Liverpool were on course to get in at half-time level before they conceded on the stroke of half-time, with a quick Arsenal break ending in Bukayo Saka making it 2-1 to the Gunners.
Jordan Henderson couldn’t hide his fury as Liverpool’s attempt to blow Arsenal out of the water ended up with them falling flat on their faces.
The Reds approached their biggest game of the season looking to blow the confident Gunners out of the water, but their high-risk strategy is yielding no reward right now, and they were picked off by their hosts on the break twice, before losing to a contentious penalty.
This is a Liverpool side that have suddenly been transformed from a formidable, highly functioning unit into a team that exists on a high wire.
Jurgen Klopp’s insistence on fielding four forwards in a game is nothing new – he did it at home to Rangers of course, and he also did it away at Manchester City in the quiet, crowdless Covid season – but if he really is suddenly wedded to it surely it isn’t supposed to look like this?
There are moments, brief moments, where you see what it would look like on the Kirkby training pitch as the Reds spring forward at will and look so dangerous, but if they continue to insist on conceding the first goal against talented opposition that really isn’t going to count for much as they will continually be hit on the break.
The concession of the opener saw Arsenal invited into an enormous gap and emphatically accept that invitation, but it was the second Gunners goal just before half-time which really exposed whatever this is meant to be.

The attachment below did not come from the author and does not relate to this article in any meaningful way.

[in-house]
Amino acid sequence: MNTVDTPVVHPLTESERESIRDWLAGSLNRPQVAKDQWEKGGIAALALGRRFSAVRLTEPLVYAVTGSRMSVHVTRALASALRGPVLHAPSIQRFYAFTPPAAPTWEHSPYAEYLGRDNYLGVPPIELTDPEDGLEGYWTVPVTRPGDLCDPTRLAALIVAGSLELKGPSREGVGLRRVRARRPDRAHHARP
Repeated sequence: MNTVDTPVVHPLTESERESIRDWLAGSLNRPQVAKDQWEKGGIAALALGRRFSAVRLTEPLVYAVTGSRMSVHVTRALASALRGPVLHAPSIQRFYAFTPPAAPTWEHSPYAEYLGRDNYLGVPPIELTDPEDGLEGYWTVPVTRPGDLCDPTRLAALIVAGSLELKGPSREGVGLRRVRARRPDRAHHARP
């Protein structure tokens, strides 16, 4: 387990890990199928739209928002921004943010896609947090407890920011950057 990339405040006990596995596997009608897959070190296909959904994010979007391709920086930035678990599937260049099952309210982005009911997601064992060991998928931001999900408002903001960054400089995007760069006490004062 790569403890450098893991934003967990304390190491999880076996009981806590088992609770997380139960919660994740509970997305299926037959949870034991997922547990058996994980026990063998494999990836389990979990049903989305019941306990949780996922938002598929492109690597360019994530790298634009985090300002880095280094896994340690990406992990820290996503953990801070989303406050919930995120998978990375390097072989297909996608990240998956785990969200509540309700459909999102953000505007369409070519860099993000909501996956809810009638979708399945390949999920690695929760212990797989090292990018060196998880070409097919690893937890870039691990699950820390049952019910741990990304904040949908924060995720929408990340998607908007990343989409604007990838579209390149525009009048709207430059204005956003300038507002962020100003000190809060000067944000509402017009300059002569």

Liverpool had a free-kick in the Arsenal half, a perfect chance to regroup and go in level following that Darwin Nunez equaliser, but as quick as a flash the hosts had broken and were running at the Liverpool goal three on two.
You can sometimes get away with that, and if you’re a defender as good as Virgil van Dijk you sometimes expect to, but when players of this quality and confidence combine then you’re in trouble. Gabriel Martinelli found Gabriel Jesus, Jesus found Bukayo Saka, and Saka couldn’t miss.
There were initially hopeful appeals for offside from Alisson Becker, but Saka was already well away celebrating by then.
Then as Liverpool trudged back to for kick-off, Reds skipper Jordan Henderson first berated Virgil van Dijk as he held up his hands to demonstrate where the space should have been closed down. Van Dijk bit back, although not as much as he did to James Milner at Old Trafford, and then Henderson turned his attention to Trent Alexander-Arnold.
The Reds captain will know that attention usually falls on his right-back pretty much whenever Liverpool concede a goal, but it was clear that he expected more from his teammate in the same manner as he did Van Dijk.
Again there was a frank exchange of views, and before he knew it Henderson and his teammates were heading down the tunnel for half-time.
Had they gone in level then they would surely have had a much better chance of salvaging something from this match, and although they did get back into it in the second period – and have just cause to debate the penalty decision – they were ultimately beaten by a side who fed on the encouragement they gave them.
They simply can’t keep doing that.